In last week’s post we talked about the importance of ensuring the seller has clear title before closing any commercial or residential real estate transaction in New York. This week we’ll discuss some of the common title issues that can appear in a title search, and which generally must be resolved before the deal is concluded.
One of the most common title issues is clerical or filing errors in the public record. These errors can raise issues about the survey or the validity of the deed to the property. Fortunately, in most cases these issues are relatively easy to fix.
Hidden liens are a more serious problem. If a prior owner failed to pay off a mortgage, or had a court judgment entered against them, there may be a lien on the property. This lien will often survive a sale of the property, so it is important to identify the problem and clear it up before closing.
An unknown easement may turn up on a title search. An easement may, for example, give an adjoining property owner the right to use your property to gain access to a road or shorefront. Easement issues can seriously impair an owner’s right to use and enjoy the property and can potentially diminish its value.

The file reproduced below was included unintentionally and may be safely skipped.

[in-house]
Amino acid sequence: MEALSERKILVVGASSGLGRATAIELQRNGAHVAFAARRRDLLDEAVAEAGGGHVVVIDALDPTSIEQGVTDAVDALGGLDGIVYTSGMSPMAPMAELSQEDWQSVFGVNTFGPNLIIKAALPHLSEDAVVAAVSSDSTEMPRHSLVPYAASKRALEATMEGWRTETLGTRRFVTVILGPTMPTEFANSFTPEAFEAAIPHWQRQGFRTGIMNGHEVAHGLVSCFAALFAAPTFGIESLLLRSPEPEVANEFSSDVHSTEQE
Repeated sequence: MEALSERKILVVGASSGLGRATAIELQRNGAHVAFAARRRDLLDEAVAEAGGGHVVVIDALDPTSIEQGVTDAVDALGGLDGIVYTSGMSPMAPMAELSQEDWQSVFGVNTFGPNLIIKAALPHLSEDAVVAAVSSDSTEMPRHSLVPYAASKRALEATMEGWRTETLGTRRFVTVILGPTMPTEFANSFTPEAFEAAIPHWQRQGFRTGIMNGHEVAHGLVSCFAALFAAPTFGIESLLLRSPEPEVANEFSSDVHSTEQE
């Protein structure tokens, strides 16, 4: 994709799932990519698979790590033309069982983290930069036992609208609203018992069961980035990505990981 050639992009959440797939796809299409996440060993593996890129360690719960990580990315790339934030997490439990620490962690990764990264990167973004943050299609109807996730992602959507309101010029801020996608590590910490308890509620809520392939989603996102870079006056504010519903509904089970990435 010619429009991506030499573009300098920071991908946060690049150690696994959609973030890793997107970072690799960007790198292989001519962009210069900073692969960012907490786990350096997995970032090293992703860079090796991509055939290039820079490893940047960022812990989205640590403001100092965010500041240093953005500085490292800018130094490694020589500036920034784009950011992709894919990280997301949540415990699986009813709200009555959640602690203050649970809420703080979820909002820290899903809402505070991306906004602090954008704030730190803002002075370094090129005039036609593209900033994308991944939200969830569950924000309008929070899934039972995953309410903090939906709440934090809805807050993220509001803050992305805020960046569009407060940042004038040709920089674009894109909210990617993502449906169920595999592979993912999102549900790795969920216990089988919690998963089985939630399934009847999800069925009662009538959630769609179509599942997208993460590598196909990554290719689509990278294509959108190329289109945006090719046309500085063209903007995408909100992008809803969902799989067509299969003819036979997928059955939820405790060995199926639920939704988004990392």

Missing wills or heirs can be an issue if the property was ever part of a decedent’s estate. In some cases a will may not be discovered, or missing heirs located, until long after the property is sold. When this happens the new owner’s rights in the property may be at risk.
Identifying and resolving title issues is a key part of any real estate transaction. Understanding the nature of these issues and how to resolve them is important for any buyer of real estate in New York.
Source: firstam.com, “10 Common Title Problems,” accessed Dec. 6, 2015